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Any attempt to raise government-mandated fees usually results in grumbling from those who have to pay. But a proposal to hike the fee for required vehicle emission tests from $9 to $12 clearly has to be done.

Cars driven by motorists in Salt Lake, Davis and Utah counties are required to pass air pollution emission tests as part of the auto registration, licensing and safety inspection process - done yearly at state-licensed service stations. Salt Lake County has about 400 such licensed stations.The problem is that the Legislature earlier this year passed a law requiring manual emission testing equipment to be replaced by computerized devices. As part of using such equipment, the machine, not the operator, would determine whether a vehicle passed the emission test.

Since the expensive pollution-testing equipment is required by law, the private service stations and garages have no choice but to buy it - at least if they want to stay in the inspection business.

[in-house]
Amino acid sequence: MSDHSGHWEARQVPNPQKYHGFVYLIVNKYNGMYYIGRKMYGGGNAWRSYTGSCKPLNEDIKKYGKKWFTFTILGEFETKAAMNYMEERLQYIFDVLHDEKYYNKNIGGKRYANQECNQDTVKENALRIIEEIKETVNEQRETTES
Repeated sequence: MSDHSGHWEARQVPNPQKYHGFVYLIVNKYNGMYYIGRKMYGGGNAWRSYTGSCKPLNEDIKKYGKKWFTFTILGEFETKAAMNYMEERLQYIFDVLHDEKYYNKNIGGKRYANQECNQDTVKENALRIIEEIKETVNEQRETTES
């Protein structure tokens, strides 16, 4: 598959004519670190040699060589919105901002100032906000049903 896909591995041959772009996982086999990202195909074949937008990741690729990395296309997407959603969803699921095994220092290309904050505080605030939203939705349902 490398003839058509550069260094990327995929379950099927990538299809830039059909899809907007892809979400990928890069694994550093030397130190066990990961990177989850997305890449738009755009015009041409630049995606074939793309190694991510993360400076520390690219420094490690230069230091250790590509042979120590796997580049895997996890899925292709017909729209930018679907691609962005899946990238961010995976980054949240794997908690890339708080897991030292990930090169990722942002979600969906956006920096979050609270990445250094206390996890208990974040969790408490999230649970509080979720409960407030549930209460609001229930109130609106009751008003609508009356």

In forcing those business to purchase computerized emission analyzers, it is only fair that the fee be raised to allow such places to pay for the new machines.

Otherwise, only a few places would be able to afford the equipment and motorists would have a difficult time getting their autos inspected - also required by law.

In Salt Lake County, based on the 400,000 inspections performed last year, car owners will have to pay at least $1.26 million more for emissions tests.

The fee will not become effective until July 1991, and various hearings must be held before the plan is adopted. But it is clear that higher fees are the only way to provide for the new pollution testing equipment mandated by the Legislature.